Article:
We were very sorry to read Alan Chinn.s report of the death of Jim Whiting, and embarrassed that we had not known. Thank you Alan and it indicates how few of the East Gippsland Branch have been around. Jim was a respected and loyal member of our branch. Jim was a quiet member, but with interesting comments to make. During my time he attended almost every meeting. In fact at the last AGM the Helmsman gave Jim an award recognising him for continuous support and attendance at activities.
Where have our members been? Currently Barry and Jenny are in Thailand and thinking that it would have been drier on their boat Peace Train than in Bangkok. Colin McArthur has just returned from central Australia and the Flinders Ranges where he had almost enough water to travel in his motor cruiser Ibis. Doug and Marian Gullickson have just returned from 10 weeks in Europe, England, Scotland & Ireland. They enjoyed 2 weeks canal boating along the Warwickshire ring in England and later followed the magnificent Caledonian Canal by road in Scotland. We (John and Jacqui) have just returned from 2 months in Canada where we traversed the continent by train. We fell in love with all the magnificent harbours with their beautiful fishing villages, with so many it is no wonder they ran out of cod. Away from the coast there were lakes everywhere with holiday villages. The Newfoundland branch of their equivalent of the WBA was meeting in Trinity when we were there, but unfortunately by the time we learned of this we had to leave to catch a ferry back to Nova Scotia.
Nine of us plus eight O'Kelly family members met on Sunday 13th at the Progress Jetty Paynesville. Bernard had sailed Nelly to the meeting and Doug Gullickson brought his newly completed Chester Yawl to adjust the seating position. After lunch Bernard took his family out on Nelly for a tour around Paynesville. Doug launched his boat, rowing, and measured a suitable comfortable and balanced position.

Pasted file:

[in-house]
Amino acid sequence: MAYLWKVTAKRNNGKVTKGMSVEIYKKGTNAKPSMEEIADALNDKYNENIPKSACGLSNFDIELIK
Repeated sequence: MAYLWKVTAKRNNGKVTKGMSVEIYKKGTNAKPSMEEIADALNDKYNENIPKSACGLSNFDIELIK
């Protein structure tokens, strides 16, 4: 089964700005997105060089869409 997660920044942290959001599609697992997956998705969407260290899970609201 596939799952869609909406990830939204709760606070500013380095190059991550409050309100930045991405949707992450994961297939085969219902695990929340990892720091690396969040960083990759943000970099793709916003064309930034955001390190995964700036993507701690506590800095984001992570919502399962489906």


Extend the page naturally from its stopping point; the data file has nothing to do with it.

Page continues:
Like all of us, Doug has been building this Chester Yawl for a number of years. It is of “Lapstich” plywood plank construction epoxied together. It came as a kit from Chesapeake Light Craft. The rowing boat has a length of approx. 4.57m, a beam of approx. 1.1m and weighs approx. 45kg. Designed by John C. Harris it has frames, and floors to provide a flat surface and open up the interior of the boat. This means there are no thwarts fall over. The Chester Yawl is based on the working boats of the 19th century such as the “Whitehall” boats of New England with a distinctive plumb bow and “wineglass” transom to produce a nice looking craft. In this instance “yawl” doesn't refer to a sailing rig but to the much older definition of a small craft carried aboard a large vessel to carry the Captain ashore on his errands.